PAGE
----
Once at some point in Advent, this special morning came. Still in our pyjamas, we toddled into the kitchen where Mother pulled back the curtain and instead of a “Good morning” she greeted us with a joyful, “Look kids – it’s snowed!”. These words resembled a spell. They were downright magical and filled us with an inner cheer, the echo of which still resonates to this day. The first snow of the year was a promise of happiness, which was associated with snowball fights, tobogganing and red cheeks. It made the trip to school a fun slide and in the afternoon brought all the children from the neigbourhood together – the days were simply too short for us! Only when it started to get dark did we trudge tiredly and contentedly back home with our sleigh.
The first snow also meant that Christmas and thus the Baby Jesus were soon at the door. That the skis were properly waxed and the holidays were in sight. The first snow made life unspeakably easy. Is it this longing for lightness that has been intertwined with the longing for white splendour? Hardly any other weather situation concerns us as much as a white Christmas. In mid-December, an accomplished meteorologist such as Bernhard Niedermoser, head of the Central Institute for Meteorology and Geodynamics in Salzburg, can ideally answer this question. “SalzburgerLand is Austria’s snowiest state, as we get the snow from both the Italian lows out of the south and, even more often, from the north – the so-called northern reservoir. This means that in many Salzburg valleys and towns the probability of a white Christmas is very high.” In Zell am See or Tamsweg, for example, the statistical probability of a white Christmas is just under 80 percent, and in Bad Gastein it is as high as 92 percent. In SalzburgerLand there are many favourable towns, which are commonly referred to as “snow holes”. These include the municipality of Muhr in Salzburg’s Lungau, the southern Tauern valleys of Gastein, Rauris and Fusch, but also areas of the Salzburg Saalach Valley such as Lofer and Weißbach, towns on the Hochkönig such as Dienten and Maria Alm as well as Filzmoos, Abtenau, Annaberg or Faistenau.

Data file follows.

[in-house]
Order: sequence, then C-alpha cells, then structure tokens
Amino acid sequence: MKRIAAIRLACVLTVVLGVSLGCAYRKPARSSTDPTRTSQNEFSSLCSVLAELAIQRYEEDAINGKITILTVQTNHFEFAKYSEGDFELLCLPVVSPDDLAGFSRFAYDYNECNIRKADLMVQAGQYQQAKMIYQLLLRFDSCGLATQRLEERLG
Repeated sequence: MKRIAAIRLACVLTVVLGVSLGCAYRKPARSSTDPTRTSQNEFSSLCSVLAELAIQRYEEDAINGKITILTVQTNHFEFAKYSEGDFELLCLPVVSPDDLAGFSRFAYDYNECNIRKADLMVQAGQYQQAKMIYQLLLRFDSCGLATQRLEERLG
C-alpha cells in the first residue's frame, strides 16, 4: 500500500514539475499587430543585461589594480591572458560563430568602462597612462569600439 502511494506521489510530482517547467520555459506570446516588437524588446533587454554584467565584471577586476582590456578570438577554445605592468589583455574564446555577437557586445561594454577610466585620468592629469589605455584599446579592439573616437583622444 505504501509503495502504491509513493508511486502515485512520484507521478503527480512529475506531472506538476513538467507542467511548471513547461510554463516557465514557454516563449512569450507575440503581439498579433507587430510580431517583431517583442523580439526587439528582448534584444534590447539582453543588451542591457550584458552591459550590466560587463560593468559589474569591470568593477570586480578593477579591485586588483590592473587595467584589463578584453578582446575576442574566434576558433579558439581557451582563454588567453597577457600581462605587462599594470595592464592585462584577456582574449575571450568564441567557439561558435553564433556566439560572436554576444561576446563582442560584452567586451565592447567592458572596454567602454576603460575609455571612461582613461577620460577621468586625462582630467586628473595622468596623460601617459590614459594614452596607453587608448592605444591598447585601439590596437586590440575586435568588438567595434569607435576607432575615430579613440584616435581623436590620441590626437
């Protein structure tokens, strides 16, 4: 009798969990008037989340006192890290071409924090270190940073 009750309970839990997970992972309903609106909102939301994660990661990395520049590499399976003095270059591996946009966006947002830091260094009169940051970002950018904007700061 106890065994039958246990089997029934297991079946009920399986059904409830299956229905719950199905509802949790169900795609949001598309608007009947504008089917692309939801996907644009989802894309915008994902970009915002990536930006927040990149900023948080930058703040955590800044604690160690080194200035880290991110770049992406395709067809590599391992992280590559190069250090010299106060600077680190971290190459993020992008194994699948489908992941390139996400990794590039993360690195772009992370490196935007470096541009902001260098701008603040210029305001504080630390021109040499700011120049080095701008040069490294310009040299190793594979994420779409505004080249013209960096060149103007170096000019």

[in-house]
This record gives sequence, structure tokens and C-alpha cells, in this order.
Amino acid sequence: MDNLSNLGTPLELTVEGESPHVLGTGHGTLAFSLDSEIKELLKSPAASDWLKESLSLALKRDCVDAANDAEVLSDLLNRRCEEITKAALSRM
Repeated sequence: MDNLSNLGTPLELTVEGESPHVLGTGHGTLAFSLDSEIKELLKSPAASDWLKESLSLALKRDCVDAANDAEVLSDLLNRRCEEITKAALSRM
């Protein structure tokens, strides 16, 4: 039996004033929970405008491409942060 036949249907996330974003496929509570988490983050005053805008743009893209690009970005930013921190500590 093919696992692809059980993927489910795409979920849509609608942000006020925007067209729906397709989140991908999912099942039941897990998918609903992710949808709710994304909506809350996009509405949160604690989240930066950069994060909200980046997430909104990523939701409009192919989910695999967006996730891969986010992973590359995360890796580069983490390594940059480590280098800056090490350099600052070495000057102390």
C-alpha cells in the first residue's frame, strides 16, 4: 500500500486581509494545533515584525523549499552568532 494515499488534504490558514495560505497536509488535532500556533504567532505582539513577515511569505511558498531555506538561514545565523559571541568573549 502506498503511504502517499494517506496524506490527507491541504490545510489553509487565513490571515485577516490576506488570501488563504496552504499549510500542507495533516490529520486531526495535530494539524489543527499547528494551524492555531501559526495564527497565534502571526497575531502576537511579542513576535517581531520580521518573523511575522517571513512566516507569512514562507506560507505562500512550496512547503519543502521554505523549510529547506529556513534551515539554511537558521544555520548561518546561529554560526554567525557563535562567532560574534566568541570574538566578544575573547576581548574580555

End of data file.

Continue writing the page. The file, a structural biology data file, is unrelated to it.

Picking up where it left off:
Family enjoying snow, Salzburg sun terrace in winter (c) Salzburger Sun terrace
“When we talk about winter, we also need to talk about climate change, which is affecting everyone. As a general rule, the snow will become less in the coming decades and the winters will become shorter. But in many Salzburg high-altitude areas, especially in the mountainous regions, winter has not changed that much in recent decades, once you filter out the strong fluctuation from one year to the next,” says the meteorologist and head of the Salzburg Avalanche Warning Centre, who himself raves about winter. He, too, has stored up the echo from his childhood days and knows about the magic of snow on us humans – “Winter in the alpine terrain is very different from summer. The snow swallows all the noise; it is pure and clean. Therefore, we associate it with peace and calm. In addition, the snow makes the terrain track free.” Human traces disappear under a white blanket, smells and sounds are dampened – the snow is good for us, it calms and decelerates. Arnulf Hartl, head of the Institute of Ecomedicine at the Paracelsus Medical Private University Salzburg, even writes of the “Miracle Cure Winter” in his book “Heilkraft der Alpen”. “Winter sports unite like a kind of all-round miracle pill, the best that nature has to offer. It exposes us to sun and nature, satisfies our urge to move and provides us with pure air.” As children, we intuitively felt all this. With the first snow, it was necessary to use every spare minute.
Perhaps this is the best way to explain the magic of snow – it invites us to be a child again. It brings lightness back into our lives and releases happiness hormones when we glide almost weightlessly into the valley on skids or skis. The snow leads to playing, touching and irrational actions – snowballs are thrown spontaneously or snow angels are made. Snow means abundance, but with an expiration date, and is therefore all the more precious. It is a gift that simply floats down onto us, the sky opens its floodgates and the flakes fall silently. Snow is pure happiness that only melts in the spring sun. And already at this moment, despite the prospect of summer, we are looking forward to that one special morning again, when we look out of the window and see the first snow on the mountains.
Happy in the snow
Snow has many facets and invites you to do different activities. For example, in Saalfelden Leogang and in Zell am See-Kaprun you can build snow igloos and stay overnight in them. At the largest art festival in the Alps “Art on Snow” in Gastein, snow becomes a design element. Digging in the snow is the main criteria at the Gamsleitenkriterium in Obertauern – Austria’s largest treasure hunt. And if you want to prepare for your winter holiday in summer, you can do so in the Alpenpark Neuss in Nordrhein-Westfalen (Germany), which is open all year round.